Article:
Australia's worst state for bushfires, Victoria, needs to prepare for another dangerous season, a new report warns.
Victoria's bushfire season outlook has been upgraded from "above normal" to "major", it said.
It says the cost of bushfires in the state in 2014 is projected to be more than A$172m ($142m; £91m).
The report by climate change research group the Climate Council (CC) comes as the state government launches a major bushfire advertising campaign.
The ads tell Victorians to leave their homes early rather than adopting the conventional wait-and-see approach to bushfires.
Victoria's new premier, Daniel Andrews, said no-one should expect firefighters to door-knock homes when they were fighting fires.
"Last minute planning, waiting to see, that can be fatal," said Mr Andrews. "Instead, leave and live."
Australia needs to double the number of firefighters by 2030 to cope with a greater bushfire threat, according to the CC report.
A growing population, vulnerable assets in bushfire-prone areas and warmer weather have increased the risks, it said.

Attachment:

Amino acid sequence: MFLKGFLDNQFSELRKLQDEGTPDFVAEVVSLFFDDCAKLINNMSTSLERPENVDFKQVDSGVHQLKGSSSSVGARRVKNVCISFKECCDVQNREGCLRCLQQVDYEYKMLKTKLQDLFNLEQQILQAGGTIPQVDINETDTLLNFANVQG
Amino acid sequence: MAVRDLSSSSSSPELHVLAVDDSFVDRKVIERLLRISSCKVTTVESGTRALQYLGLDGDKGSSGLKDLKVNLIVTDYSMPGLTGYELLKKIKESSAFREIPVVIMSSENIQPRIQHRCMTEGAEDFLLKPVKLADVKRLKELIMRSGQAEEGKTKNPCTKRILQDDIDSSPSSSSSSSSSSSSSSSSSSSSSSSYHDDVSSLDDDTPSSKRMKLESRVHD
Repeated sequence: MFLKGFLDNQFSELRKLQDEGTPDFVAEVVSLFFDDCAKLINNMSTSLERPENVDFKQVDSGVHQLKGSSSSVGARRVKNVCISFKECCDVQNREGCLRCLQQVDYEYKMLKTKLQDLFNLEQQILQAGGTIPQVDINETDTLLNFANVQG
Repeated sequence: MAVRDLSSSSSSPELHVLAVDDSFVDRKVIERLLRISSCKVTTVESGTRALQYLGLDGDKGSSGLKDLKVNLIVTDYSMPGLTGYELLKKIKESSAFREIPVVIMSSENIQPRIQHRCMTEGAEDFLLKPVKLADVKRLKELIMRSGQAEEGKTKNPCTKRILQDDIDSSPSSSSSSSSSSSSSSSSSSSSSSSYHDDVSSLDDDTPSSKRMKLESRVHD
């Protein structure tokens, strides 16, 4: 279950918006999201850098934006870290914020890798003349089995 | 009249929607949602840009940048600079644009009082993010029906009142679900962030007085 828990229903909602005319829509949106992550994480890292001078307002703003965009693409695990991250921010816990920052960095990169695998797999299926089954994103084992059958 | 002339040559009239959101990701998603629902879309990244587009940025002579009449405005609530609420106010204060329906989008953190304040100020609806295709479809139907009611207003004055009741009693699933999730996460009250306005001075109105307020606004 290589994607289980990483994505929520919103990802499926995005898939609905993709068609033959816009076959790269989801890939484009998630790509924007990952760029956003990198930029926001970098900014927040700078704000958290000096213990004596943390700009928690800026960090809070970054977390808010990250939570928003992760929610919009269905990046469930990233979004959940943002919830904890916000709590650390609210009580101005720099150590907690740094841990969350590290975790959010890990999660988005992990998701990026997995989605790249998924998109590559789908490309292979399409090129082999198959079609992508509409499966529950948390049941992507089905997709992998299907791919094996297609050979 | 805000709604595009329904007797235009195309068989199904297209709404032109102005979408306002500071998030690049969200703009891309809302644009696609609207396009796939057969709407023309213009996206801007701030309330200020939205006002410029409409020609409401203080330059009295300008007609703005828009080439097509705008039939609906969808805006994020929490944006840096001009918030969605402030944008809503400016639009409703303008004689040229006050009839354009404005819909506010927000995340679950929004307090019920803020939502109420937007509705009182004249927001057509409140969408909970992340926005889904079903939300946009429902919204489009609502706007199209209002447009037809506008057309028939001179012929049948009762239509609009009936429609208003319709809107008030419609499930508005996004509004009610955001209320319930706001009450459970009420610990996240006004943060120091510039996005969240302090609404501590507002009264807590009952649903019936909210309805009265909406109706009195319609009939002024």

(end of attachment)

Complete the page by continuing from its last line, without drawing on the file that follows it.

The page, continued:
The upgrading of Victoria's bushfire season outlook follows record October warm weather and forecast hot, dry conditions.
Report author Professor Lesley Hughes said the projections only took into account increasing population and assets "and do not incorporate increased bushfire incident rates due to climate change and so could potentially be much higher".
"Victoria has experienced Australia's most costly and deadly fire seasons in recent years despite comprising only 3% of the country's land mass," he said.
In NSW, fire authorities have said the concept of a "normal" fire season is now redundant in that state and said people had to accept that property losses were inevitable.
In October last year, the Winmalee community in the Blue Mountains west of Sydney suffered devastating fires that blazed through the small community and surrounding areas, destroying almost 200 homes and thousands of hectares of bushland.
Across much of Australia, high temperatures this summer are expected to combine with below average rainfall to create very dangerous bushfire conditions.